There have been continuing efforts underway to transform U.A.B. from a commuter school into a traditional college campus. One of the primary elements that U.A.B. is arguably lacking in that regard is a sense of community. How better, in the Southeastern United States, does a school create the social experiences needed to develop that sense of community than a football program?
Regarding alumni giving and loyalty… Today’s freshman that walks from his dorm to an on campus stadium where he meets his future wife is tomorrow’s big donor. Or, as I imagine at least one member of the B.O.T. might see it, that student can jump in a car, drive 45 minutes down I-59 and instead develop a fondness for another place.
Why should a university that is a $2 Billion annual business and a $4-$5 billion economic driver in the Birmingham area with an enrollment of over 16,000 students need permission from an arguably biased group of oligarchs to take a chance on the success of an on campus stadium that most schools would consider tiny?
If it is a failure, the administration should be held accountable, but the opportunity should not be buried in order to maintain the status quo under the false guise of financial concerns and past program performance (especially where that performance has been limited by the same empowered body).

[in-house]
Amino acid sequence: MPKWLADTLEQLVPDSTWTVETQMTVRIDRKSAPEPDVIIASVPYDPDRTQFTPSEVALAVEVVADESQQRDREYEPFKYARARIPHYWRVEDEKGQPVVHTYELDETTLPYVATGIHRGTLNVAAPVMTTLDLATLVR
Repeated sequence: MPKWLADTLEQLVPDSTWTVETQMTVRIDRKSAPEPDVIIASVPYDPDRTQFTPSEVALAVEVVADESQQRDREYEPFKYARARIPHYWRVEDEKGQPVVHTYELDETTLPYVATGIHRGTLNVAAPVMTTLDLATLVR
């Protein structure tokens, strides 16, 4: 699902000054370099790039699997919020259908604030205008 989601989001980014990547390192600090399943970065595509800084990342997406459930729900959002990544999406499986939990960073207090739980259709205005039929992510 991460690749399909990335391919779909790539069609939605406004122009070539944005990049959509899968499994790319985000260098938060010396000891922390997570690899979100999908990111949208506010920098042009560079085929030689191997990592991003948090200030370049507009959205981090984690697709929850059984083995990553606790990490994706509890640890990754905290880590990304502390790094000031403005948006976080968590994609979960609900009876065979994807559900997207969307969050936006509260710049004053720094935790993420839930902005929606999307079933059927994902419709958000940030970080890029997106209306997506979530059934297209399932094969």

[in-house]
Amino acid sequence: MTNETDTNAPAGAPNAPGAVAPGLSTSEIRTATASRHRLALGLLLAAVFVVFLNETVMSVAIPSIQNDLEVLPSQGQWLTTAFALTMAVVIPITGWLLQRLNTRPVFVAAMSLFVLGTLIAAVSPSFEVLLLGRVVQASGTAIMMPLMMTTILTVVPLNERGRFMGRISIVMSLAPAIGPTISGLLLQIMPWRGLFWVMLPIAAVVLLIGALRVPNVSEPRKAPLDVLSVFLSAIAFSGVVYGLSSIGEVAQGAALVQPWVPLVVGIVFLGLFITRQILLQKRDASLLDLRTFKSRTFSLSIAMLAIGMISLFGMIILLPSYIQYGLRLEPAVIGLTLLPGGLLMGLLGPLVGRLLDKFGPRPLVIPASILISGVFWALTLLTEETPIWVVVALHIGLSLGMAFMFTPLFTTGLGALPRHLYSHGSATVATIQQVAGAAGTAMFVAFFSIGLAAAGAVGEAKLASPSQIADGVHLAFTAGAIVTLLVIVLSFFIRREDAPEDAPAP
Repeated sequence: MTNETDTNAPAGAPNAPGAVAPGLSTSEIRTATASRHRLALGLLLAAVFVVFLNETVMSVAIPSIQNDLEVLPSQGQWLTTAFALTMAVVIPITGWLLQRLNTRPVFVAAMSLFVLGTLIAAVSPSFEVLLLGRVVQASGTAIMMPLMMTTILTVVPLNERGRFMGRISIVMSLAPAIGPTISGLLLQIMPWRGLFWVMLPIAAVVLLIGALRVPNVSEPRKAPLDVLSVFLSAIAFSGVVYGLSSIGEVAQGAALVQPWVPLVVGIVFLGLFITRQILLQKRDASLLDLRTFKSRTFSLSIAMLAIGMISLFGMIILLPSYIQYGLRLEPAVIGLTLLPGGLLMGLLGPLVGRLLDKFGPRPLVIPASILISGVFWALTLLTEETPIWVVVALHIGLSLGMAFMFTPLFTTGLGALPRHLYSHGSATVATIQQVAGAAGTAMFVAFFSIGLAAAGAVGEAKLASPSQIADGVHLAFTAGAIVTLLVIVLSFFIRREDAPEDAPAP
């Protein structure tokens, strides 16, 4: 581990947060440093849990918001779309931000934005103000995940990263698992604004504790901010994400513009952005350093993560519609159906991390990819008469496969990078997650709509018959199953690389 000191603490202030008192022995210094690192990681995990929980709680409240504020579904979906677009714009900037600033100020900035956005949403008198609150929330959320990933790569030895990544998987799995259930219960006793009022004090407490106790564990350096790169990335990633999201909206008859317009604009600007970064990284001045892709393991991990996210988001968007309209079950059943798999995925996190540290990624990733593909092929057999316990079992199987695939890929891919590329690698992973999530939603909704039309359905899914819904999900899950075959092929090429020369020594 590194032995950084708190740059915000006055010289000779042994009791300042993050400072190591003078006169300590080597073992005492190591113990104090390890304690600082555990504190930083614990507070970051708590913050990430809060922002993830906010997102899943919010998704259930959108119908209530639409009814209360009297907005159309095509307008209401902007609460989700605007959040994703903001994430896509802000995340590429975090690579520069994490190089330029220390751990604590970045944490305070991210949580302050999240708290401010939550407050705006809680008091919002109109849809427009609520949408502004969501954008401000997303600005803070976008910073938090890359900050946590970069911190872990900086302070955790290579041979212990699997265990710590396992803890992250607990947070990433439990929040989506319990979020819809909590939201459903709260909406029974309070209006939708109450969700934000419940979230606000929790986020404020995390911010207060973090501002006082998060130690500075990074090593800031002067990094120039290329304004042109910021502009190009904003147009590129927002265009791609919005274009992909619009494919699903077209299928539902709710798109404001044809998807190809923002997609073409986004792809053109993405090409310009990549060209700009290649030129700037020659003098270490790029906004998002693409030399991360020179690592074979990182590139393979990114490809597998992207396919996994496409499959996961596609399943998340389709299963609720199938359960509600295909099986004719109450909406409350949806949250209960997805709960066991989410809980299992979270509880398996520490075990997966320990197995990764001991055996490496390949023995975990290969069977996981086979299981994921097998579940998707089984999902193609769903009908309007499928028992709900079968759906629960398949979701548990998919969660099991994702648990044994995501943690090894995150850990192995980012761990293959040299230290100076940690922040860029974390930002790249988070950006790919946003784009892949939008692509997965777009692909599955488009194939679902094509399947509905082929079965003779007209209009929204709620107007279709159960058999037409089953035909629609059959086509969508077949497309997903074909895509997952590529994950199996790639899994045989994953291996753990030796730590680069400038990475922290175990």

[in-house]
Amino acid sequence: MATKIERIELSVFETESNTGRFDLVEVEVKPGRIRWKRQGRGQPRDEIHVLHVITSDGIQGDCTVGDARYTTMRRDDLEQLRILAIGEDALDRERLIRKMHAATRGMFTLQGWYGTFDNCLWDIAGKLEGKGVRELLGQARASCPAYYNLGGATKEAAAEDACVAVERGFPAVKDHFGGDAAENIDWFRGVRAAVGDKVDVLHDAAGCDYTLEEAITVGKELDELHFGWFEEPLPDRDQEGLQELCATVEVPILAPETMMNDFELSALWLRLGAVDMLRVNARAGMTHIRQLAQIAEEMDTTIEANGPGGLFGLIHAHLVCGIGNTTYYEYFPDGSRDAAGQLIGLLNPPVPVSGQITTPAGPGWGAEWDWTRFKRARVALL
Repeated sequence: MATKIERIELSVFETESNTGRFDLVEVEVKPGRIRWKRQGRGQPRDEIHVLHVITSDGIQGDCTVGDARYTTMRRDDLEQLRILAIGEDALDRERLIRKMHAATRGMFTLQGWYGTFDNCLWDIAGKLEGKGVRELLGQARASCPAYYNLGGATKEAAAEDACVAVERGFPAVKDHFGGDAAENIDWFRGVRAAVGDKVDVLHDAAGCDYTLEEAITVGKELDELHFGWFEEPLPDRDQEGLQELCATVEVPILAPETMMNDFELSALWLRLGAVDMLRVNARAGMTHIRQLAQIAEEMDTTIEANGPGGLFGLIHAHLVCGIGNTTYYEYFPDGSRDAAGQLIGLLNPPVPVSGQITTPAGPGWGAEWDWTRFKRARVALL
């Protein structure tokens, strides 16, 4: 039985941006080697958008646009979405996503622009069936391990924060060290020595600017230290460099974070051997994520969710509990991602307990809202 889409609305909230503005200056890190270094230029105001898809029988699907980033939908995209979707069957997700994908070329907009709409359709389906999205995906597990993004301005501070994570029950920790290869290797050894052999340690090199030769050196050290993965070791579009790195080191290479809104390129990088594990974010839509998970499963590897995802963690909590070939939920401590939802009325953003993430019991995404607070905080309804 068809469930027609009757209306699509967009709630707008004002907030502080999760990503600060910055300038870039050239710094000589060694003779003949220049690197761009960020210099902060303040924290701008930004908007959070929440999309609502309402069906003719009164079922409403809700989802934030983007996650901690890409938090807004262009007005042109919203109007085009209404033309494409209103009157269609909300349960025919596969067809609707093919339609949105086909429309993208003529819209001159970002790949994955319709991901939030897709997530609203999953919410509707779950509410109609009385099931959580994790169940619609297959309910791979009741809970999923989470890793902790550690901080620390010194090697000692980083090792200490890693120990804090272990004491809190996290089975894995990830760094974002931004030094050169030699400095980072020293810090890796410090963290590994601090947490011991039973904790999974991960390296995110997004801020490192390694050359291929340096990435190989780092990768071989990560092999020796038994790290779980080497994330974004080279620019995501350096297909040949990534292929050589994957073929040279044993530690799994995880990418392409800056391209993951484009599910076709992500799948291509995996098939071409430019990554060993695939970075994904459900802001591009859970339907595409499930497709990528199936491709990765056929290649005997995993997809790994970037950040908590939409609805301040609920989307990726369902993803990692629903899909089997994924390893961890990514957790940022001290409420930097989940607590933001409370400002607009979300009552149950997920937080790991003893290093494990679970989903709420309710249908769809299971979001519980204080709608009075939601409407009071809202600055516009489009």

If anything, U.A.B. football has done extraordinarily well under the circumstances of limited facilities and lack of institutional support. Not so long ago, when the very first B.C.S. rankings were released, U.A.B. was ranked 24th. The jokes are plenty, but many are not based in fact.
Even the picture included in the article above misrepresents the facts. That is a photo of the east side of Legion Field. Not that it isn’t bad, but that does not reflect the attendance for the game shown. The U.A.B. fans sit on the side from where the photo was being taken and are out of the frame – not to mention that Legion Field is cavernous and would make a sell out crowd in the proposed stadium look like a disappointment. U.A.B. has had home crowds as big as 44,000 for a Conference USA opponent and had a home crowd of 27,000 for one of their home games this year.
The proposed stadium would be profitable at around 16,000. Clearly the situation is far less dire than the snide remarks indicate. U.C.F. recently opened a similar stadium, moving out of an older venue, and their attendance increased dramatically.
The B.O.T. has indeed overseen a period of tremendous expansion and increased successes for U.A.B. in nearly EVERY area that U.A.B. has considered fit to enter – EXCEPT for one – football. Some cite that as a reason to give football a backseat (or death sentence) at U.A.B. I personally see that as the most striking evidence available that there is a disparity in support for that particular endeavor at the highest level.
That is not a reason to give up. It is a reason to challenge the failed system that permits conflicts of interest and violations of fiduciary duties to go unchallenged and be covered over behind closed doors.